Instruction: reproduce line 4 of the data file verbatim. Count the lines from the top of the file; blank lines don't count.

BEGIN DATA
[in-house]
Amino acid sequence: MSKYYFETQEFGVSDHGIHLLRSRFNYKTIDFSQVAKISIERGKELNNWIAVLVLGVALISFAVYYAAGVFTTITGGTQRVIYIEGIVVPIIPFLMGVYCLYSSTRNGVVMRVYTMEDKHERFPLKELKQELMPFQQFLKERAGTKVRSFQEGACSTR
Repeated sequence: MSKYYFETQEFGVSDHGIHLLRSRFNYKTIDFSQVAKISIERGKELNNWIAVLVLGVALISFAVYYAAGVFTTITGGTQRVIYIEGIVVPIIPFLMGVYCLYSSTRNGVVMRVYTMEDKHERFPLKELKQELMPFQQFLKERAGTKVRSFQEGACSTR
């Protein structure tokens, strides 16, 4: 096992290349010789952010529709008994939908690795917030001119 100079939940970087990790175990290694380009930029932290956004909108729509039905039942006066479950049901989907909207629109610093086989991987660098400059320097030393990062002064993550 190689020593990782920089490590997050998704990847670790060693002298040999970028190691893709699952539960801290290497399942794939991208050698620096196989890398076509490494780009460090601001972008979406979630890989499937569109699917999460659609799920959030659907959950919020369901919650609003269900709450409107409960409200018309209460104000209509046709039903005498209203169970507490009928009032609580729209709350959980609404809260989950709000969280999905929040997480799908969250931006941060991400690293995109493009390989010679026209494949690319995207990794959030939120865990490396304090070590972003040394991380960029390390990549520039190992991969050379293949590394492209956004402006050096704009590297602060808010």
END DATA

């Protein structure tokens, strides 16, 4: 096992290349010789952010529709008994939908690795917030001119 100079939940970087990790175990290694380009930029932290956004909108729509039905039942006066479950049901989907909207629109610093086989991987660098400059320097030393990062002064993550 190689020593990782920089490590997050998704990847670790060693002298040999970028190691893709699952539960801290290497399942794939991208050698620096196989890398076509490494780009460090601001972008979406979630890989499937569109699917999460659609799920959030659907959950919020369901919650609003269900709450409107409960409200018309209460104000209509046709039903005498209203169970507490009928009032609580729209709350959980609404809260989950709000969280999905929040997480799908969250931006941060991400690293995109493009390989010679026209494949690319995207990794959030939120865990490396304090070590972003040394991380960029390390990549520039190992991969050379293949590394492209956004402006050096704009590297602060808010």